- Protect privacy. The platform must have built-in safeguards to protect the privacy of your students. Be sure it is FERPA compliant and poses no threat to your students.
- Tracking and reporting. The crowdfunding service must offer clear and granular tracking and reporting on the projects created and materials donated to your district.
- Reputation guard. To ensure that it is reputable and transparent on its fee structure, the platform should be a charity with at least a 3-star rating on Charity Navigator.
When these conditions are met, the risk of using a crowdfunding platform goes down. You’re mitigating the liability, and the opportunities presented by crowdfunding for your schools goes up. You can better tap into teacher energy and safely generate new resources for your schools and students.
If my district wants to create a new crowdfunding policy or procedure, what kind is most effective?
Your district’s policy or procedure needs to protect you against potential unintended consequences of crowdfunding while also guiding the actions of your teachers, principals, and administrators. Everyone needs to understand their roles and responsibilities. You can likely cover those bases with a procedure that:
- clarifies which district staff are eligible to create crowdfunding projects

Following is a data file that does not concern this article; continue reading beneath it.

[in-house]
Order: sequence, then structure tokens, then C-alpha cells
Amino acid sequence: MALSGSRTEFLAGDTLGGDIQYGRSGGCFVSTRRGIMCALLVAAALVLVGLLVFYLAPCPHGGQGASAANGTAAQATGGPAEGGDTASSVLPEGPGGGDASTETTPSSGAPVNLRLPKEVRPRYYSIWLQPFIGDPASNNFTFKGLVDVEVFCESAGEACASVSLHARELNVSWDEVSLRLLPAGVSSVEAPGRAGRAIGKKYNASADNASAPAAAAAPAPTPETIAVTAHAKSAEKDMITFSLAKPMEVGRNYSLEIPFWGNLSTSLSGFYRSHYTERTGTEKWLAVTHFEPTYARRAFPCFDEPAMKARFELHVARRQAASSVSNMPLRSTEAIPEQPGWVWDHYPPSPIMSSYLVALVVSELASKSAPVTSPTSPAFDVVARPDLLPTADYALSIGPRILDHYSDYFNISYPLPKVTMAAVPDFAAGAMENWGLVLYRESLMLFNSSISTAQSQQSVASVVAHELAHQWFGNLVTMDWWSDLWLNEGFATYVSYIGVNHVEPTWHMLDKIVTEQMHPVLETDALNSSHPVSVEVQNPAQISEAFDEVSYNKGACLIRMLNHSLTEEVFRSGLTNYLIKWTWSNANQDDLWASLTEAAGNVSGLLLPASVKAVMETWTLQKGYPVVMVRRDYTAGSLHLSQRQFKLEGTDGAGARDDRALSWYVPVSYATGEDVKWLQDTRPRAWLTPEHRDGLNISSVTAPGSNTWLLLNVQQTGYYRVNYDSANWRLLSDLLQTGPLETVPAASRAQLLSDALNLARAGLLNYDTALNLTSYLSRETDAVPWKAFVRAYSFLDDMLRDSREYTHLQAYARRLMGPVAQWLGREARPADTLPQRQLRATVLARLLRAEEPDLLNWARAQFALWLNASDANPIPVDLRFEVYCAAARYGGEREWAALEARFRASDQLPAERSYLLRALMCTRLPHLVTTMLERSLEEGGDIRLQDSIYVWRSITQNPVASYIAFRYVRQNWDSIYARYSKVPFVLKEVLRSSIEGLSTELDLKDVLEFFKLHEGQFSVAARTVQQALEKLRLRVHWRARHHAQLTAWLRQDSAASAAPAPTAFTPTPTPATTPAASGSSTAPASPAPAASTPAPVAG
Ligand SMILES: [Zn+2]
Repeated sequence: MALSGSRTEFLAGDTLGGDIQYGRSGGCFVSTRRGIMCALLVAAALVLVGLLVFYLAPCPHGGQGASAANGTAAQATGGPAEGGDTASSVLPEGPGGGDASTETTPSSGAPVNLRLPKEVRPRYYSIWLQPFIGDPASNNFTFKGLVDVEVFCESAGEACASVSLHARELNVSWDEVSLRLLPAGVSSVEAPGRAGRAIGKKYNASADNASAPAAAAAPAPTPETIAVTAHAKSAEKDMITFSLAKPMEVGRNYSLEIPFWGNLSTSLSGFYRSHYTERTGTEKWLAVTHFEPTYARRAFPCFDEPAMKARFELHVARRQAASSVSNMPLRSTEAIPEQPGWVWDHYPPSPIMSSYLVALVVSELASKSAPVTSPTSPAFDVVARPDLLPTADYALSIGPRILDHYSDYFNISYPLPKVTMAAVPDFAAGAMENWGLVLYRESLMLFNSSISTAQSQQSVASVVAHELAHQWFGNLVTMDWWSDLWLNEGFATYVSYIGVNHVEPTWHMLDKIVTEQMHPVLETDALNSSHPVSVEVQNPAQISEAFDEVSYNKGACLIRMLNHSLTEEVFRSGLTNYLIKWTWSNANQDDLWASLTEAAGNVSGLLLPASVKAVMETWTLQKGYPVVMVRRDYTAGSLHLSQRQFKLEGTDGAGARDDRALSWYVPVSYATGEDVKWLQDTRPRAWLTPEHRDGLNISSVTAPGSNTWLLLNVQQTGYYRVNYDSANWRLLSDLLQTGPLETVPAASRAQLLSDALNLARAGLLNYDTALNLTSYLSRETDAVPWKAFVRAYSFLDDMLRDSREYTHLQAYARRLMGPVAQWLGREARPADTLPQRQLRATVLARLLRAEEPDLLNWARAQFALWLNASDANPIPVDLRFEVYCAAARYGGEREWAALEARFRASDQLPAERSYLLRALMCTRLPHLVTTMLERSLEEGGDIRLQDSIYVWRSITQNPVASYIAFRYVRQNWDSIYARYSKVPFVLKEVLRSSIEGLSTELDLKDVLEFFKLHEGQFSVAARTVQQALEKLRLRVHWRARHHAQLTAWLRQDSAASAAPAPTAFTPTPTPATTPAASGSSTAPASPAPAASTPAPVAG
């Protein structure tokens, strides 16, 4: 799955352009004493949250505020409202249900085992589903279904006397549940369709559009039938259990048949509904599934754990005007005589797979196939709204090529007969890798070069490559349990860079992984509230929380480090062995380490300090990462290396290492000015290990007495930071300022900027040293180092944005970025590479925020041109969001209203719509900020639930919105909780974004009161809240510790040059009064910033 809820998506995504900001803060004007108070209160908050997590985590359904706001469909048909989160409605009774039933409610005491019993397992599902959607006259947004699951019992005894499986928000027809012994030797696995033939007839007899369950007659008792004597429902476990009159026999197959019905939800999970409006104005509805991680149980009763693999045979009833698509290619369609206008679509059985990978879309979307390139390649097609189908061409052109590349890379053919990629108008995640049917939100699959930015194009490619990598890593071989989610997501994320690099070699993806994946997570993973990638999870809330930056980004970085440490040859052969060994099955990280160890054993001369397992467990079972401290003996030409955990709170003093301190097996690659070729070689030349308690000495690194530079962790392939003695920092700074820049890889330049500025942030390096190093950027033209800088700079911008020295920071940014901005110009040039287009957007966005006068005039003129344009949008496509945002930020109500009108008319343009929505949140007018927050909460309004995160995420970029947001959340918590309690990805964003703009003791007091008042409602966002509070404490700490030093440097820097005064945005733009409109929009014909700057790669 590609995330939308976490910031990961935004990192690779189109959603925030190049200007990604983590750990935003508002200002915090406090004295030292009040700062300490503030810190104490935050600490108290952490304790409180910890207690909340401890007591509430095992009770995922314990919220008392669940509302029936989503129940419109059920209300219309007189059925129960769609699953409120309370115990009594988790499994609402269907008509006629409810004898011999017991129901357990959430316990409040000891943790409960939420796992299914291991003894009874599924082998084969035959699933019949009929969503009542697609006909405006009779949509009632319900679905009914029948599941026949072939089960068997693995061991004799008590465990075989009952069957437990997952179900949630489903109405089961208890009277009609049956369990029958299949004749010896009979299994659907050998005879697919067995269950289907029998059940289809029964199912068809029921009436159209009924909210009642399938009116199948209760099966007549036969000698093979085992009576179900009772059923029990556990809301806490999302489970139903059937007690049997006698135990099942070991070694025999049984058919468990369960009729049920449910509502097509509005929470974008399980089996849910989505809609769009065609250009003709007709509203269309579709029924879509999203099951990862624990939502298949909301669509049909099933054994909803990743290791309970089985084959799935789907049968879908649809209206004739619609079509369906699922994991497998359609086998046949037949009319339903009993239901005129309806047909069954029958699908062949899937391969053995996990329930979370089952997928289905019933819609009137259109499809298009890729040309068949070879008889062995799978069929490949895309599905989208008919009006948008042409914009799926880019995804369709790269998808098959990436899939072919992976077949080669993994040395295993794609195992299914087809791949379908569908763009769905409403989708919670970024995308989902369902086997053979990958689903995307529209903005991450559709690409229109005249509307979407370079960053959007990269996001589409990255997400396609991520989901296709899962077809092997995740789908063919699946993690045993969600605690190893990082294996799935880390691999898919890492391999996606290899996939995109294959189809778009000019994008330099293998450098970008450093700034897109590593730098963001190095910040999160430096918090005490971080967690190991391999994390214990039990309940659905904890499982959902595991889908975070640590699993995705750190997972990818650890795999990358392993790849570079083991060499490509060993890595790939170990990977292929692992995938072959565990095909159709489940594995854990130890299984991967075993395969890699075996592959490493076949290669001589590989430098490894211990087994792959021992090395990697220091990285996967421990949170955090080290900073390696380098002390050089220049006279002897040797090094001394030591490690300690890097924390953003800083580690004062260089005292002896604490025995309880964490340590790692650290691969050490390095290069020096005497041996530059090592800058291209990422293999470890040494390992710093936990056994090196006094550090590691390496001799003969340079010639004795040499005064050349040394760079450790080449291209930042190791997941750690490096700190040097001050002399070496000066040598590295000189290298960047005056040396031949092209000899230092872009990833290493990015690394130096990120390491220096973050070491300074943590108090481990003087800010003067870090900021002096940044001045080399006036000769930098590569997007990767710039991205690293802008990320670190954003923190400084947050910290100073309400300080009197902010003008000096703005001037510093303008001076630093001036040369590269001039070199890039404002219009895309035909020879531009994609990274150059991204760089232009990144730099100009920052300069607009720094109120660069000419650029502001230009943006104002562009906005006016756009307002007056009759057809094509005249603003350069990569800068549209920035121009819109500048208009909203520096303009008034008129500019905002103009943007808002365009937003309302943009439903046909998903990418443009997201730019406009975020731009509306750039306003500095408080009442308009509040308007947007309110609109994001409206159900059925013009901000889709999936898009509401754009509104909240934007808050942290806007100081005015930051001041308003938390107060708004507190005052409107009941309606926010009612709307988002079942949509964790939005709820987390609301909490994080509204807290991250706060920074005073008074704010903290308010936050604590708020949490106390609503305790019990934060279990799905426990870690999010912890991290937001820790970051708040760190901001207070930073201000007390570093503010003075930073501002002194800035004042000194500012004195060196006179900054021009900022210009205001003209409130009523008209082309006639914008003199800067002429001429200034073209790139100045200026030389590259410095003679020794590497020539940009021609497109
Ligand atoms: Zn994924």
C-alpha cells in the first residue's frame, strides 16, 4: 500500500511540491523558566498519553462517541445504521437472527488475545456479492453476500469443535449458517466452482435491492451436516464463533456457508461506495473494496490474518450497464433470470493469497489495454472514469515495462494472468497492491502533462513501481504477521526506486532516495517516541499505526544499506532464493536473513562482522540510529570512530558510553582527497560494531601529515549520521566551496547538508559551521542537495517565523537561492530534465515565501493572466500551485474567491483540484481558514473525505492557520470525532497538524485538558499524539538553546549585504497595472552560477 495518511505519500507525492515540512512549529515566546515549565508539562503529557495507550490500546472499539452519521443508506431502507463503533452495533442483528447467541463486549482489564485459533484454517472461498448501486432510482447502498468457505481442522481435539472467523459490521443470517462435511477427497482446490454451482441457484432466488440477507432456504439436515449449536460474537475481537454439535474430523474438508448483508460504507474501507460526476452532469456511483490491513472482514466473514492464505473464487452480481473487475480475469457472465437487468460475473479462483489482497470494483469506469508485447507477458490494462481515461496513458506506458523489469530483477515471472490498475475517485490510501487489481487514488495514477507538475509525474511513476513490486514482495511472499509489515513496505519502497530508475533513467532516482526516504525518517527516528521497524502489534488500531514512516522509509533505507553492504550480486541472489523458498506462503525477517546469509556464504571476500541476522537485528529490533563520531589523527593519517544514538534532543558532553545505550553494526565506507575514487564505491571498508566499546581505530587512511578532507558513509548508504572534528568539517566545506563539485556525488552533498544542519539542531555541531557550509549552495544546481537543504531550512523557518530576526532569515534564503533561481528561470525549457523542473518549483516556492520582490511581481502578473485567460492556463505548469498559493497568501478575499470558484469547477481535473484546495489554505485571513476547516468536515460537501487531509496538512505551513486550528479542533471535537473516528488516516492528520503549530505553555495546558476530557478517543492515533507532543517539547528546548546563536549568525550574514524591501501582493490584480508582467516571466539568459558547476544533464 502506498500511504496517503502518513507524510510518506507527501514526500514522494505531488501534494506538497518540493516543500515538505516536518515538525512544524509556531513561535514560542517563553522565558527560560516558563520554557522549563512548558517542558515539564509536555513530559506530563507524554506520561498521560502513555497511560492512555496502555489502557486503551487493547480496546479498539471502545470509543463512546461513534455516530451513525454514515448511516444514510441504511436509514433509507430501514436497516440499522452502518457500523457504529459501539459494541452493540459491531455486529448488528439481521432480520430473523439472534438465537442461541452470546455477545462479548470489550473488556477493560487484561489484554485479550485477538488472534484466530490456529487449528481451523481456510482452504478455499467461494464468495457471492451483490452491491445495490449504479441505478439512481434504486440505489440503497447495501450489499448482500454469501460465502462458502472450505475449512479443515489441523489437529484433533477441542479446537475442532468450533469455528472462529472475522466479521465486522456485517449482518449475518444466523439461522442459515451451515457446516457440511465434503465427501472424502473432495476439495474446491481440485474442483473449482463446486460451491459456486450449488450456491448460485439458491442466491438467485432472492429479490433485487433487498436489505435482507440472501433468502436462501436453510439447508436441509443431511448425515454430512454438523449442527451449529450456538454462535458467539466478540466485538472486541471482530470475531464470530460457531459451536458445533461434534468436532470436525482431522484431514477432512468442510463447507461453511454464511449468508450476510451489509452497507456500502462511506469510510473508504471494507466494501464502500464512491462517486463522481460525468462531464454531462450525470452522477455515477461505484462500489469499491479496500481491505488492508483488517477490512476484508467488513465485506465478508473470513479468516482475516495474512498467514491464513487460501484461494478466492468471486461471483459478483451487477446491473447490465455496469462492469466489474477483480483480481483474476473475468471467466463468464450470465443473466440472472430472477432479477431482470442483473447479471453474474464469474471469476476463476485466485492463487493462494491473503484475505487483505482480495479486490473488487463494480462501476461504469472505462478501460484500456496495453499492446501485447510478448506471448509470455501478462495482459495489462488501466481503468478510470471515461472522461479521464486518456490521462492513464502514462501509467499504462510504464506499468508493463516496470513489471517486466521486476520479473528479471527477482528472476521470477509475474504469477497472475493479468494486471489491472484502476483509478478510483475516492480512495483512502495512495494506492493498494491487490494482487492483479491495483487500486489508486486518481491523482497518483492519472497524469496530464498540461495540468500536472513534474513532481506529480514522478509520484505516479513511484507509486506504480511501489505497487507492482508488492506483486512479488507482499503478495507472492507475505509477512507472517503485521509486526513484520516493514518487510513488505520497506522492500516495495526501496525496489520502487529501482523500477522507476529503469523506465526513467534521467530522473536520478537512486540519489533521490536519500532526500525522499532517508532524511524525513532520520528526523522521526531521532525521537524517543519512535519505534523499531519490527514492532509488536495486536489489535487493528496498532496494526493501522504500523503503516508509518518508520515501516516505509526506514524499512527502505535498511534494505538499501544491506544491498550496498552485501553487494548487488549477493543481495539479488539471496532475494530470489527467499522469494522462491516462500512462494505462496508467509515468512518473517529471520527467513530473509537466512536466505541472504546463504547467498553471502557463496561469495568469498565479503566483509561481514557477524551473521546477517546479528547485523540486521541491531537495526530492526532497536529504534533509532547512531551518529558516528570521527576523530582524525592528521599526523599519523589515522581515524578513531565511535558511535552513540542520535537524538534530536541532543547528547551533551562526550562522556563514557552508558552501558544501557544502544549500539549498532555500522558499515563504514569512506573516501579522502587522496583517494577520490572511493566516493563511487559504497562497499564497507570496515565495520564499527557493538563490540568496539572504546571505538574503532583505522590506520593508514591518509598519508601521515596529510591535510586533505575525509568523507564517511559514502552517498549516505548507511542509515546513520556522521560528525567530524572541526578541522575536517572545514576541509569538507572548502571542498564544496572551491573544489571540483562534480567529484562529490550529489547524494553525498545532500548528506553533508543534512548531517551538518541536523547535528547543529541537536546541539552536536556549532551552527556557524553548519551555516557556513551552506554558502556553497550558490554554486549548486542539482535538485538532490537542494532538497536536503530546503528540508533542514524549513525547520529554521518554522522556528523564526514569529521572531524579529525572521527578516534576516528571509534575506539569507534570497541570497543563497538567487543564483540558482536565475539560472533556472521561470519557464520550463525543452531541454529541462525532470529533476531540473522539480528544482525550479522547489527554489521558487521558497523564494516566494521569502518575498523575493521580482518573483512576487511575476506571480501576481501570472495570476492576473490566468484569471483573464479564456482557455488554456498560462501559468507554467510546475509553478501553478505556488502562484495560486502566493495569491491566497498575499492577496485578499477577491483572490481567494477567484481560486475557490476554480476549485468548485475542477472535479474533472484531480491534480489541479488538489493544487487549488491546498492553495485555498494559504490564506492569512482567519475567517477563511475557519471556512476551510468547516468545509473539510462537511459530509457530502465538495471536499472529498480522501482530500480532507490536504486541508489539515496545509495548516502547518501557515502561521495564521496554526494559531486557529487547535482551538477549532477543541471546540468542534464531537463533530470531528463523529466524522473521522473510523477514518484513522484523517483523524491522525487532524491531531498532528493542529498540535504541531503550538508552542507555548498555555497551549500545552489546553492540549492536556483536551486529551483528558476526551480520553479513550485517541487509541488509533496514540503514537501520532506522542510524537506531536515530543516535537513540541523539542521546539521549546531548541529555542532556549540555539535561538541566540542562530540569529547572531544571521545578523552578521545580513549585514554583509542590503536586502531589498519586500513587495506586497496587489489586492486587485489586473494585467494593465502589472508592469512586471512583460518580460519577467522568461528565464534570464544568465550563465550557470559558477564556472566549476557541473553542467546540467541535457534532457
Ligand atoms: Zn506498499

- mandates that teachers only use district-approved crowdfunding platforms and list them
- requires prior district approval if teachers want to use any site not on your vetted, pre-approved list of platforms
- offers teachers at least one district-approved crowdfunding platform to use
- specifies that approved platforms must continually meet all best practices mentioned above regarding material management, school ownership, cost transparency, accountability, FERPA compliance, and student safety
The right type of policy or procedure will help you avoid unexpected violations of cash management rules and make sure the benefits of crowdfunding adhere to your district’s internal controls. Implementing the right procedure is a process, not a destination, so there needs to be ongoing review to make sure the platforms your teachers use meet best practices.